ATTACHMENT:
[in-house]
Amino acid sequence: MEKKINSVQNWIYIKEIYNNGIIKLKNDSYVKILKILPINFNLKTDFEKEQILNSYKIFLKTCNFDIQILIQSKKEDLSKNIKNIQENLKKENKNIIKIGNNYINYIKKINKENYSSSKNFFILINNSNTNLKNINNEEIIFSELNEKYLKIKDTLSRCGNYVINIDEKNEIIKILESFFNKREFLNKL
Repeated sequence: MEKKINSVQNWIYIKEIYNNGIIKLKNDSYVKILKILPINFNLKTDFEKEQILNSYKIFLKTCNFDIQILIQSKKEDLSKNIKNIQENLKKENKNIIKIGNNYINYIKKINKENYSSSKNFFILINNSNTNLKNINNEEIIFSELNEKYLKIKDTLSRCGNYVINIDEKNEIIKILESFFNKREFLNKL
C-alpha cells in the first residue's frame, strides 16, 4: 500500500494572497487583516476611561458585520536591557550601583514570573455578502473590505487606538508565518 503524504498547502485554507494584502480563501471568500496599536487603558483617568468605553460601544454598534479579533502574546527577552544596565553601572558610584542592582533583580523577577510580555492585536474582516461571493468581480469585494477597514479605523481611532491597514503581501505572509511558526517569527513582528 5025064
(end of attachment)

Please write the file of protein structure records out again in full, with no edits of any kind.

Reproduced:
[in-house]
Amino acid sequence: MEKKINSVQNWIYIKEIYNNGIIKLKNDSYVKILKILPINFNLKTDFEKEQILNSYKIFLKTCNFDIQILIQSKKEDLSKNIKNIQENLKKENKNIIKIGNNYINYIKKINKENYSSSKNFFILINNSNTNLKNINNEEIIFSELNEKYLKIKDTLSRCGNYVINIDEKNEIIKILESFFNKREFLNKL
Repeated sequence: MEKKINSVQNWIYIKEIYNNGIIKLKNDSYVKILKILPINFNLKTDFEKEQILNSYKIFLKTCNFDIQILIQSKKEDLSKNIKNIQENLKKENKNIIKIGNNYINYIKKINKENYSSSKNFFILINNSNTNLKNINNEEIIFSELNEKYLKIKDTLSRCGNYVINIDEKNEIIKILESFFNKREFLNKL
C-alpha cells in the first residue's frame, strides 16, 4: 500500500494572497487583516476611561458585520536591557550601583514570573455578502473590505487606538508565518 503524504498547502485554507494584502480563501471568500496599536487603558483617568468605553460601544454598534479579533502574546527577552544596565553601572558610584542592582533583580523577577510580555492585536474582516461571493468581480469585494477597514479605523481611532491597514503581501505572509511558526517569527513582528 5025064